How Does Your Design Get Printed Onto a Shirt ?
At one point or another everyone has owned a printed shirt, but not many have an idea of how the shirt got printed. In this article we will briefly address the steps that are involved in creating a custom printed shirt. Becoming familiar with the process will help you create a more successful project.
Screen Printing Process
- Art Separations
- Creating Films
- Exposing Screens
- Mixing Ink
- Screen Printing
- Curing Ink
From the second your art work reaches us we want to make sure that it will be represented well on the garment style of your choice. This process begins by separating each color in the artwork into a separate channel, in order to prepare it for printing on film. When printing artwork as a simulated process print, each color is separated by a very specific percentage to ensure the colors blend as needed. If light colors are being printed on dark garments, an under base is added so that the colors show up vibrantly. The examples below show the results of separating an image into separate channels using Adobe Photoshop.
Film Is Printed
Next, each color that was separated now needs to be printed onto film, so that a screen can be created. The amount of color to be printed on the shirt is determined by the density of halftones in the film. The figure below shows the color separation of the under base from the above example printed onto film. The brighter the color in the design, the more dense the half tones will have to be in the under base. For example, the white areas in the design need to have the highest density of half tones, if not be solid, to allow a thicker under base to be printed so that the white areas turn out their brightest. This step is especially important when printing on a dark garments. Darker colors in the design get a lower density of white going down because letting the garment color show through can help create variation within a color.
Still confused? To help, let’s try and think of it as using a yellow highlighter to write on a black poster board. The highlighter color would get lost and not translate correctly on the black background, therefore you would first need to color a white layer and let that cure before going in with the yellow highlighter.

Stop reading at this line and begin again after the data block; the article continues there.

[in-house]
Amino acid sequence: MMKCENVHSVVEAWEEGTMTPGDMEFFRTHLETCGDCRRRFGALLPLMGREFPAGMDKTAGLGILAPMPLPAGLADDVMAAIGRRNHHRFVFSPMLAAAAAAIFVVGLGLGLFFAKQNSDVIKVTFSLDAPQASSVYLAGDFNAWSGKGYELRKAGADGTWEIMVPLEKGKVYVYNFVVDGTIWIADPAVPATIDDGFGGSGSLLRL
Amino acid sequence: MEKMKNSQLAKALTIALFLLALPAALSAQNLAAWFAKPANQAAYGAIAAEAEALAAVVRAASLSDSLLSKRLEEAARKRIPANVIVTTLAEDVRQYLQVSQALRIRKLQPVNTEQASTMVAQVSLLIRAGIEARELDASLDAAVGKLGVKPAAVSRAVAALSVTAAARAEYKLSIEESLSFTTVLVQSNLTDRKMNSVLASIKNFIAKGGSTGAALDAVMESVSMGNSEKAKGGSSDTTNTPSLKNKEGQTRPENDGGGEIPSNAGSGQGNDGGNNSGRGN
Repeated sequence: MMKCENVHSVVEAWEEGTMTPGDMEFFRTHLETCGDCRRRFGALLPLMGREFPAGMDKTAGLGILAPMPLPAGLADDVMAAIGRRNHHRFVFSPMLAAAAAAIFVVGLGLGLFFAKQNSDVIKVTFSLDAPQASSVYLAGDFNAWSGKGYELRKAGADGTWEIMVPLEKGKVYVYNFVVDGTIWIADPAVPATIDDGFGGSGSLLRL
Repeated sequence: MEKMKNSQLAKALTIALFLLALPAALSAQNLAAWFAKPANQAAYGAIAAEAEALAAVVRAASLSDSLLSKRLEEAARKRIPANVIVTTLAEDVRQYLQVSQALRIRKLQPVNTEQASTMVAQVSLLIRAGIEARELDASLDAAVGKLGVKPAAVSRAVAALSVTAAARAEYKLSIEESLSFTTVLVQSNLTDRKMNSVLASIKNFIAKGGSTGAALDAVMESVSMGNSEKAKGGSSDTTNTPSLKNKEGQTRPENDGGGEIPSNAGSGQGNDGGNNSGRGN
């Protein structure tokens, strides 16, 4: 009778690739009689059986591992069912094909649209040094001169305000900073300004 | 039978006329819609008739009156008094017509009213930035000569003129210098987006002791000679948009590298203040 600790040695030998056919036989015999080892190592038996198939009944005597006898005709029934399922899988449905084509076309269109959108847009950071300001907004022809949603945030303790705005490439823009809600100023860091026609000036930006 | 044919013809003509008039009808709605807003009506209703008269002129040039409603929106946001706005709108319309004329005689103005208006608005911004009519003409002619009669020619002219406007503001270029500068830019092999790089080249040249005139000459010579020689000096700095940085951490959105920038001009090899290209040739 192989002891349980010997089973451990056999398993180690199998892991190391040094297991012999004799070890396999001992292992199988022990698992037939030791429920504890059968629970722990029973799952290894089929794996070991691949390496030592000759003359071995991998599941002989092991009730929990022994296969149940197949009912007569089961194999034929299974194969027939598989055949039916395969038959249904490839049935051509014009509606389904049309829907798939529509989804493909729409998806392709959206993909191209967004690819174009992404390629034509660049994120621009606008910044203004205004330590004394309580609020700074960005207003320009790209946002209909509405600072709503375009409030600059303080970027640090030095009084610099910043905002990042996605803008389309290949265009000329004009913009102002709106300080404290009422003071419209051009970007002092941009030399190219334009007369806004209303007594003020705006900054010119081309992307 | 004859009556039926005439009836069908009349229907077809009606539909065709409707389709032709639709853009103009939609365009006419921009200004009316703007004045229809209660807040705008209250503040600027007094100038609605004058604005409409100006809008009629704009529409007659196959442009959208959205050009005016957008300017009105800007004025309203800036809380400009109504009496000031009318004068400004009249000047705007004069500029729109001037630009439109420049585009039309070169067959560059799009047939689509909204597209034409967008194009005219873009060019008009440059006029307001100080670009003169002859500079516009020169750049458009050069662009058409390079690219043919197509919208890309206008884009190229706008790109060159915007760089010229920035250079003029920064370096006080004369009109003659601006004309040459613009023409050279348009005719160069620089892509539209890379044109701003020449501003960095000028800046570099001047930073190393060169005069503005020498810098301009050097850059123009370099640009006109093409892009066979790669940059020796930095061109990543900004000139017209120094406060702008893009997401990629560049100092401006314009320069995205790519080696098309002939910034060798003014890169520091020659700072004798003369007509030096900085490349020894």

Screens Are Created
Using a template, the transparencies of each color separation are placed on emulsion coated screens. Screens typically come in a variety of mesh counts. The higher the mesh count, the more detail it can hold. The lower the mesh count, the less detail it will hold, however, the trade off for this is that it will allow for more ink to pass through it. Once the proper mesh is selected for the transparencies a light source hardens the emulsion and creates a negative of the color separation. This step is where the artwork truly begins to come to life.
Inks Are Mixed: Pantone
Each color in your artwork will be matched to a color in the Pantone system. Standard ink is matched to Pantone solid-coated, while water based ink is matched to Pantone uncoated. The purpose of converting colors to Pantone is that if we need to reproduce your design in the future, the reprints will turn out identical. This is done by incorporating a ink mixing system, using pigments from different color families to create a unique Pantone ink to match your projects color pallet. The ink is hand mixed and put under a bulb that replicates daylight, in order to best represent what the color of the ink will look like in everyday wear. Although Pantone offers hundreds of color options, they may not have ones identical for the artwork you provided. Therefore, when designing an image for screen printing we highly recommend using Pantones, so you know exactly what to expect. If you need to reference a Pantone guide, you can find one on our reference page here : Adobe Pantone Guide.
Individually each screen is set and locked into place. Next, the ink gets spread evenly throughout the screen, sharp squeegees get placed at various angles, and print speeds are meticulously tuned to each specific color. The print sequence is determined based on how the graphic designer separated and blended the colors during the separation process. After ensuring the colors are lined up properly, the job is ready to print!
Prints are Cured
A dryer is used to cure the ink to the garment. The fiber content of the garment will directly affect how the curing process needs to be assessed. Various temperatures and belt speeds are used for different fiber contents so the ink will be cured properly without damaging the garment.
Print Ready Set Go!
We hope this has given you a basic understanding of how the screen printing process works. This article is meant to be a brief overview, if you would like to gain a more in depth understanding of the process follow us to find out when new articles are posted.
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